The first Starbucks opened in Corfu a few days ago, not long after the company announced that they were closing 600 shops in the USA.
It seems like another example of Corfu following a trend years after it was a trend, and when in fact it is actually a "has been". All the indications seem to be that the "light" of Starbucks is swiftly being extinguished.
One reason is basic economics - with rising food and fuel prices a $5 latte is simply too expensive. Another and perhaps more important reason is that it is no longer unique. Although Starbucks brought the coffee culture to the mass market, you can get a variety of good coffees at most places now at a better price and without the silly names.
People have also become disillusioned with the company due to their alleged unethical practices. Last year, Ethiopia campaigned to get fairer prices for their coffee from the world's coffee giants - in particular, Starbucks. Apparently growers were getting about $1.10 a pound, which was nowhere near enough for them to make a decent living. The roasters can sell the coffee on for about $20 - 26 per pound and the retailers can make about 52 espressos from a pound, which brings them an income of up to $160!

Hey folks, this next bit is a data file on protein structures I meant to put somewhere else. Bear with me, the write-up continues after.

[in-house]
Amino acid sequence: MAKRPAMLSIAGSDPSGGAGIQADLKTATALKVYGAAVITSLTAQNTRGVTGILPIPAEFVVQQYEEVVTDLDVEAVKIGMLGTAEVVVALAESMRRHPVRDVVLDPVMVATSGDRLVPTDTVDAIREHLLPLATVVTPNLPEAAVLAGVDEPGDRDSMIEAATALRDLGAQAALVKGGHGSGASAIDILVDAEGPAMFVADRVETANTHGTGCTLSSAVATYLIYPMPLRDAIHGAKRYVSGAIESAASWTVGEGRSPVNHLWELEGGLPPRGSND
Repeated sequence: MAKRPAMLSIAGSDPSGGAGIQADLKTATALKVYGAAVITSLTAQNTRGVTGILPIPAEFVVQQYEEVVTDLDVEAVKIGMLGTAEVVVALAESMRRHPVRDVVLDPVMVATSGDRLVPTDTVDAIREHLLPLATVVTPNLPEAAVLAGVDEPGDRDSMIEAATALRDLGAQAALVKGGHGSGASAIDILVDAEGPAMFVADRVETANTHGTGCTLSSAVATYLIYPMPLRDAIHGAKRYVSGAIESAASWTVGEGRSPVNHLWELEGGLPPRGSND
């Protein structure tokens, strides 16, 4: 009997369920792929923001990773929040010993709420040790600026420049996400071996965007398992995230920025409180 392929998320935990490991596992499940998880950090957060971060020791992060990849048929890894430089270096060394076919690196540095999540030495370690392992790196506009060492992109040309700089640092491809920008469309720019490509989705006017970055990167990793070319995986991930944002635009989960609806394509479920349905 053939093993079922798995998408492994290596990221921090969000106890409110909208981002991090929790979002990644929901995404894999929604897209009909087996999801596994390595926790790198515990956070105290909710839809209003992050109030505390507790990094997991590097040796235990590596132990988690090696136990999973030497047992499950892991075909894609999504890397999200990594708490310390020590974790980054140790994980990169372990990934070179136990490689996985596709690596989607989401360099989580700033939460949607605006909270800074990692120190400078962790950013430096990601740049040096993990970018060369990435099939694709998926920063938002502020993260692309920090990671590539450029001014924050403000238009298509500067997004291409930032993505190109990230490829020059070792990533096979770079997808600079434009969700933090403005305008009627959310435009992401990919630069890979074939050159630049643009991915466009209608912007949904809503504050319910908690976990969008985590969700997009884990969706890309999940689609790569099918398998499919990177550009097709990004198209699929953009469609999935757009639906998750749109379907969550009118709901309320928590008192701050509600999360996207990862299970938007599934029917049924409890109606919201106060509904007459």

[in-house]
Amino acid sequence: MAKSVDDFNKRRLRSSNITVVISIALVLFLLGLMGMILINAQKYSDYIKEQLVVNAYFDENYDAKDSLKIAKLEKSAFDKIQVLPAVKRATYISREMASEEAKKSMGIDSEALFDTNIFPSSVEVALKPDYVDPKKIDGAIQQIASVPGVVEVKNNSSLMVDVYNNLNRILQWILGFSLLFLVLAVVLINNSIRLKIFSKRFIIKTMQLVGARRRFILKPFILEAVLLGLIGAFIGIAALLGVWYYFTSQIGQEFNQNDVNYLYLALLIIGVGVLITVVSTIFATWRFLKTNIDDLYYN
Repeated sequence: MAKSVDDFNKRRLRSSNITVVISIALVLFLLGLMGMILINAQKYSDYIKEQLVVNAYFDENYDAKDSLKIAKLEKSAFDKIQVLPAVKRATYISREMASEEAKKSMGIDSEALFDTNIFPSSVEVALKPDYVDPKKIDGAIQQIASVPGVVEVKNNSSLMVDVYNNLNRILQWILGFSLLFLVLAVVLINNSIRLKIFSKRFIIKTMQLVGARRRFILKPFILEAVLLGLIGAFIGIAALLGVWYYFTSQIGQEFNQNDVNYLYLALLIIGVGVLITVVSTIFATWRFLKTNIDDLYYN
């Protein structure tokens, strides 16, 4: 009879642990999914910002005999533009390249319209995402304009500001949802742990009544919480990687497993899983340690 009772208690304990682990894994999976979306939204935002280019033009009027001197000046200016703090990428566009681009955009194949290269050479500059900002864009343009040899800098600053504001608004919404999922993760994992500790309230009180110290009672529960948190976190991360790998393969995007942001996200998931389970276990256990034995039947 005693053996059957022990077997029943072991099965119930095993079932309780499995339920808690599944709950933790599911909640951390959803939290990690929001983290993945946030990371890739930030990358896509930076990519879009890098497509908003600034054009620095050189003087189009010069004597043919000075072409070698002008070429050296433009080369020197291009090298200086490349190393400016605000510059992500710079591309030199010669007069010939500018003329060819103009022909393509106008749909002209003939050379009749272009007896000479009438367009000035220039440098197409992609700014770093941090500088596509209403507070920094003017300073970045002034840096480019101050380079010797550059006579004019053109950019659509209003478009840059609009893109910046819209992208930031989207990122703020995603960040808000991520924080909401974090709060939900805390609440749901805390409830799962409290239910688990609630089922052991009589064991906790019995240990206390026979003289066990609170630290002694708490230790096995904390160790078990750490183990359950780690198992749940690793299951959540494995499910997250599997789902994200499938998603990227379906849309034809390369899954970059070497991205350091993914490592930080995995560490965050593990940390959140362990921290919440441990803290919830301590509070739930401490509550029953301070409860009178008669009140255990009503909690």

An Ethiopian spokesman was quoted as saying, "This ratio needs to change. Our people are barefoot, have no school, no clean water or health centre. They are living hand to mouth. We need $4 a pound minimum, that's only fair."
On top of that, a couple of years ago this short video came out showing health conditions in a Starbucks shop (not for the squeamish!)
And finally, another basic question - is the coffee actually any good? This may be subjective, but it seems that over the years more and more people have been complaining about the quality of the coffee. As one person said, "Starbucks is for people who don't like coffee"
So, how will Starbucks do in Corfu? Apparently 70% of the 600 shops closing in the USA were opened within the last 18 months, so the omens for a new shop do not seem to be good.
But even if it does do well - do we really want it here?